Sugar ‘not water-intensive’
Dr Marilyn Govender, natural resources manager with the SA Sugar Association, stresses, however, that sugarcane is not a water-intensive crop. “When sugarcane is processed in a mill, the water content is extracted and actually used in the mill’s sugar production processes,” she explains. Sugarcane contains 15% sucrose, 15% fibre and 70% water.

Mark Napier, general manager of manufacturing for the farmer-owned UCL company’s sugar milling, wattle bark processing and pine lumber milling facility at Dalton in KZN, concurs. He says that his sugar mill crushes up to 135t sugarcane/hour, from which about 90t of water is extracted for use in the sugar milling process.

“Some of this water is used in the boilers and some in the stack scrubbers,” he explains. “In comparison, we use very little water from external sources. There’s also water in the filter cake, a by-product of the sugar milling process. This filter cake is sent back to the sugarcane farms to be applied as a fertiliser.”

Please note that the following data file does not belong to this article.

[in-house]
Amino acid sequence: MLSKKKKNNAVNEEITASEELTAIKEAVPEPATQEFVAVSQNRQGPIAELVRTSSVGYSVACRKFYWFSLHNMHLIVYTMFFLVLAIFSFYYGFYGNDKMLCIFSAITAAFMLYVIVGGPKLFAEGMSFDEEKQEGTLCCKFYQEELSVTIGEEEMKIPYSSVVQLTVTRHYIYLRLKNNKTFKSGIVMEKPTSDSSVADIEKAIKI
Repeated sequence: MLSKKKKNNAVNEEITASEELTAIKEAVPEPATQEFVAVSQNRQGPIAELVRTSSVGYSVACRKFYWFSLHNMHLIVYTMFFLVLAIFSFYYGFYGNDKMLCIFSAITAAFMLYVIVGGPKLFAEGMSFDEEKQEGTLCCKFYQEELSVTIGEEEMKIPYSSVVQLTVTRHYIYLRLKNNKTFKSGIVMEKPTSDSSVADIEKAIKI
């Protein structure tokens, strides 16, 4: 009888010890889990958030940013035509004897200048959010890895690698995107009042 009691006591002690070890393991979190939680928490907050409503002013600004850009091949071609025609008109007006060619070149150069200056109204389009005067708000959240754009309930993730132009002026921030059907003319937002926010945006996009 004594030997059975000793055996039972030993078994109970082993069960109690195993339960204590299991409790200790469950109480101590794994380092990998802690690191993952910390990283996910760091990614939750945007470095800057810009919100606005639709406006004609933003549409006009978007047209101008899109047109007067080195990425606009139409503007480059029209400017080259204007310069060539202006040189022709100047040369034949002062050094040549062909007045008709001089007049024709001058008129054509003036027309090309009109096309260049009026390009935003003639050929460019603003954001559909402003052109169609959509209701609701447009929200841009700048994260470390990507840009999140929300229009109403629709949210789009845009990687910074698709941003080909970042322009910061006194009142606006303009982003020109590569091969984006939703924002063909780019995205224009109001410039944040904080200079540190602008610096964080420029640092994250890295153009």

Bagasse
This use of water extracted from sugarcane is typical of sugar mills. And like other mills, UCL also produces its own ‘green’ power. Dried sugarcane fibre – bagasse – is burned in the boilers to heat the water for milling processes. The steam is also used to drive turbines that co-generate most of a sugar mill’s electricity requirements.

“We have an amazing balance of water and fuel coming into our mill for its operations,” Napier explains. “We have different grades of water-bearing effluent that come out from our mill. The best quality effluent goes back into our sugar milling processes and we’re in the process of getting permits to use our lower quality effluent for irrigation in sugarcane lands.”